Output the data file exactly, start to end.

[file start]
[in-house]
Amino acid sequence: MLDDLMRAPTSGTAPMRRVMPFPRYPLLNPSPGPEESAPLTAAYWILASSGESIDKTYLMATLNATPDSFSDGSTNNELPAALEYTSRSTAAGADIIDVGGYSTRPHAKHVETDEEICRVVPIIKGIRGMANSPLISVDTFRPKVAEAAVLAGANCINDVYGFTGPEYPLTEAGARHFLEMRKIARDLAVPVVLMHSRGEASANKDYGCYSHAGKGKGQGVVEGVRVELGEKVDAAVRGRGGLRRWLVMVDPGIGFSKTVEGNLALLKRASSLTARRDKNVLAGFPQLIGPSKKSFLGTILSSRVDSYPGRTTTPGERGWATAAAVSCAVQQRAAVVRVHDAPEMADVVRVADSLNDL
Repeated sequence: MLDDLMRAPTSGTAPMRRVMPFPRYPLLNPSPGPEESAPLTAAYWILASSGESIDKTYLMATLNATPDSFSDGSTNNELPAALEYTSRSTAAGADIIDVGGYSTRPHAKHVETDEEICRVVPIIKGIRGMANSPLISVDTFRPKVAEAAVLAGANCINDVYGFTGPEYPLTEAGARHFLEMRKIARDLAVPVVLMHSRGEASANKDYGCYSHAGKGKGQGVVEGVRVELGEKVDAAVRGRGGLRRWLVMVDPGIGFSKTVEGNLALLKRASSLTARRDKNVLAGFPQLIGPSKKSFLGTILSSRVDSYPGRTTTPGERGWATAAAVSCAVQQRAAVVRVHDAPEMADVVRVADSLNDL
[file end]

[in-house]
Amino acid sequence: MLDDLMRAPTSGTAPMRRVMPFPRYPLLNPSPGPEESAPLTAAYWILASSGESIDKTYLMATLNATPDSFSDGSTNNELPAALEYTSRSTAAGADIIDVGGYSTRPHAKHVETDEEICRVVPIIKGIRGMANSPLISVDTFRPKVAEAAVLAGANCINDVYGFTGPEYPLTEAGARHFLEMRKIARDLAVPVVLMHSRGEASANKDYGCYSHAGKGKGQGVVEGVRVELGEKVDAAVRGRGGLRRWLVMVDPGIGFSKTVEGNLALLKRASSLTARRDKNVLAGFPQLIGPSKKSFLGTILSSRVDSYPGRTTTPGERGWATAAAVSCAVQQRAAVVRVHDAPEMADVVRVADSLNDL
Repeated sequence: MLDDLMRAPTSGTAPMRRVMPFPRYPLLNPSPGPEESAPLTAAYWILASSGESIDKTYLMATLNATPDSFSDGSTNNELPAALEYTSRSTAAGADIIDVGGYSTRPHAKHVETDEEICRVVPIIKGIRGMANSPLISVDTFRPKVAEAAVLAGANCINDVYGFTGPEYPLTEAGARHFLEMRKIARDLAVPVVLMHSRGEASANKDYGCYSHAGKGKGQGVVEGVRVELGEKVDAAVRGRGGLRRWLVMVDPGIGFSKTVEGNLALLKRASSLTARRDKNVLAGFPQLIGPSKKSFLGTILSSRVDSYPGRTTTPGERGWATAAAVSCAVQQRAAVVRVHDAPEMADVVRVADSLNDL